Kids in Preschool Get Less Leukemia
WebMD News Archive
May 10, 2002 -- Nursery school and day care attendance may do more than just stimulate children's minds and social skills -- it may also reduce their risk of leukemia by stimulating their immune systems.
Researchers from several University of California locations identified all leukemia cases between 1995 and 1999 in children aged 1-14 in Northern California. They matched and compared these children with healthy peers of the same age, gender, ethnicity, and area of residence.
Compared with the 140 children with leukemia, the healthy children were more likely to have attended preschool or day care, to have begun earlier in life and remained longer, to have had more children in their center, and to have spent more total time in these group environments.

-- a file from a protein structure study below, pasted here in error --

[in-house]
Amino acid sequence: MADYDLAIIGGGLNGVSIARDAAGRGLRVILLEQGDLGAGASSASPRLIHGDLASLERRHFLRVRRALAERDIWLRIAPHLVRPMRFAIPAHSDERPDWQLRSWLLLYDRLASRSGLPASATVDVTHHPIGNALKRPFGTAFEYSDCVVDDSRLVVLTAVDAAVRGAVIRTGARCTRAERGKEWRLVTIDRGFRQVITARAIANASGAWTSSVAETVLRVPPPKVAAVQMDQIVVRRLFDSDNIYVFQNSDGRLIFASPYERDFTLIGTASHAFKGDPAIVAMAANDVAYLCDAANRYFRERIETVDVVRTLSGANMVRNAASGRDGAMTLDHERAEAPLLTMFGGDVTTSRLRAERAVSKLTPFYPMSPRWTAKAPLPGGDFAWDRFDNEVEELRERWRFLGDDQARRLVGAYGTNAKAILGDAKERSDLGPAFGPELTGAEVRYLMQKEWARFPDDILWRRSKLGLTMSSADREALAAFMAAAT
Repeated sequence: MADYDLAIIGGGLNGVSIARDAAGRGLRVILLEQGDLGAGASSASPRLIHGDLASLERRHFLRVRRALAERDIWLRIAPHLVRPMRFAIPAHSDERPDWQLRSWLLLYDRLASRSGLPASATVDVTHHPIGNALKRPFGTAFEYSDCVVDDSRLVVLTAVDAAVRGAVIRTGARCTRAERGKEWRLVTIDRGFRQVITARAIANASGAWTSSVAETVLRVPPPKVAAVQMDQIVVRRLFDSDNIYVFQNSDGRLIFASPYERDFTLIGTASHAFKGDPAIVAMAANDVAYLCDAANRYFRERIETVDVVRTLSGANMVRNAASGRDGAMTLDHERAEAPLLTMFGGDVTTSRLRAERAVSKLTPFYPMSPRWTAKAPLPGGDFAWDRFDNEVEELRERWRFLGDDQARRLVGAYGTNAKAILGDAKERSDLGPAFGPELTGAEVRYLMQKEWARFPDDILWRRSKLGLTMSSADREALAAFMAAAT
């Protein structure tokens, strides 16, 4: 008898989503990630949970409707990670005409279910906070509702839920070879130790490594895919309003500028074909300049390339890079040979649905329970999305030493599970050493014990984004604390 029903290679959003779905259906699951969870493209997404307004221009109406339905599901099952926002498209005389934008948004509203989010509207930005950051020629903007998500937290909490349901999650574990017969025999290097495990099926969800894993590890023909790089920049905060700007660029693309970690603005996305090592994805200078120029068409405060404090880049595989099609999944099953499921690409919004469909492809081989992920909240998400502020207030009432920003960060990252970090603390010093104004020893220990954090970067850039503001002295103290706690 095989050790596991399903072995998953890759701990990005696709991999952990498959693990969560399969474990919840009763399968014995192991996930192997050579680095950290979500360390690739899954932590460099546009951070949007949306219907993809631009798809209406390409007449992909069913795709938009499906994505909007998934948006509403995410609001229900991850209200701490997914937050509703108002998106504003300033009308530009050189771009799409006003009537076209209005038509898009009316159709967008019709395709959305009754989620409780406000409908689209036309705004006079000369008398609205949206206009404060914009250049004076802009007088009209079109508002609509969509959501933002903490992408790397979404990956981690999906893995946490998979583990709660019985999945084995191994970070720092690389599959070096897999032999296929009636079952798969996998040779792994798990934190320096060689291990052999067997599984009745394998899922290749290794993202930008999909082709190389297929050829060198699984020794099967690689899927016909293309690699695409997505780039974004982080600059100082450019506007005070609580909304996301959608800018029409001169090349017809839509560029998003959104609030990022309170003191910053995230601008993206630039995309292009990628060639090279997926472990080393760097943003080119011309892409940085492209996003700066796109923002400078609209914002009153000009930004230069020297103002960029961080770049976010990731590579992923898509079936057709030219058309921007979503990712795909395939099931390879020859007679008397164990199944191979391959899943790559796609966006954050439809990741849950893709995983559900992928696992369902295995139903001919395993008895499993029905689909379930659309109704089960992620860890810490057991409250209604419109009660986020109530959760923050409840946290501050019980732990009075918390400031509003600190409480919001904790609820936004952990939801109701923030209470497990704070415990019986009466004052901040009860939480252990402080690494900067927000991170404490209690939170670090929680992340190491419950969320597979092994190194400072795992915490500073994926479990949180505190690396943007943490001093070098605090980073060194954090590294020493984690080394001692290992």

Their findings appear in the May 6 issue of the British Journal of Cancer.
"Our study contributes to the idea that isolation from common infections can increase the risk of childhood leukemia," says researcher Patricia Buffler, PhD, MPH, professor of epidemiology at the University of California at Berkeley, in a news release.
The theory is that without regular contact with other kids, these children's immune systems don't learn to recognize and fight disease-causing bugs, so their bodies may respond improperly to infection by producing cancerous white blood cells.
But putting your children in day care or preschool is not necessarily the only option. "As well as attending nursery, there are many way in the which the immune system can receive developmental stimulation, such as vaccination and exposure to siblings and friends," says Buffler.